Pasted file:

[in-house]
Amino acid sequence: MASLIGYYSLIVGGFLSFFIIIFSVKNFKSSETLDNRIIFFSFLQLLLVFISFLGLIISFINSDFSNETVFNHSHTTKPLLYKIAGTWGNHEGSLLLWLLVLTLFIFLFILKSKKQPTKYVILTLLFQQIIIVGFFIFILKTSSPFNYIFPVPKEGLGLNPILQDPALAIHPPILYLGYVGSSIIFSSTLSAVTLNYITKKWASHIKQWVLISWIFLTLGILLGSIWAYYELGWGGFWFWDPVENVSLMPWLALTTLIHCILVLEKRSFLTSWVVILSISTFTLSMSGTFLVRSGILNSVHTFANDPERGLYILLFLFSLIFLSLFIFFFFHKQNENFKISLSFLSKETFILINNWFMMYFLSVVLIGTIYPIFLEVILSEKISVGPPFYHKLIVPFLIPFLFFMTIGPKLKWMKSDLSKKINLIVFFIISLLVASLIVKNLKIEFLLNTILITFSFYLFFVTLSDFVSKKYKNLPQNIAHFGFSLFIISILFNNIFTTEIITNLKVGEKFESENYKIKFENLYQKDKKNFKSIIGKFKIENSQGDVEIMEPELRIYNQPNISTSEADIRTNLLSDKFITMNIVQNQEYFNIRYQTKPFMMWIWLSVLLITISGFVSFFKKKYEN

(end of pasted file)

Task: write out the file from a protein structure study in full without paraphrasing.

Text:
[in-house]
Amino acid sequence: MASLIGYYSLIVGGFLSFFIIIFSVKNFKSSETLDNRIIFFSFLQLLLVFISFLGLIISFINSDFSNETVFNHSHTTKPLLYKIAGTWGNHEGSLLLWLLVLTLFIFLFILKSKKQPTKYVILTLLFQQIIIVGFFIFILKTSSPFNYIFPVPKEGLGLNPILQDPALAIHPPILYLGYVGSSIIFSSTLSAVTLNYITKKWASHIKQWVLISWIFLTLGILLGSIWAYYELGWGGFWFWDPVENVSLMPWLALTTLIHCILVLEKRSFLTSWVVILSISTFTLSMSGTFLVRSGILNSVHTFANDPERGLYILLFLFSLIFLSLFIFFFFHKQNENFKISLSFLSKETFILINNWFMMYFLSVVLIGTIYPIFLEVILSEKISVGPPFYHKLIVPFLIPFLFFMTIGPKLKWMKSDLSKKINLIVFFIISLLVASLIVKNLKIEFLLNTILITFSFYLFFVTLSDFVSKKYKNLPQNIAHFGFSLFIISILFNNIFTTEIITNLKVGEKFESENYKIKFENLYQKDKKNFKSIIGKFKIENSQGDVEIMEPELRIYNQPNISTSEADIRTNLLSDKFITMNIVQNQEYFNIRYQTKPFMMWIWLSVLLITISGFVSFFKKKYEN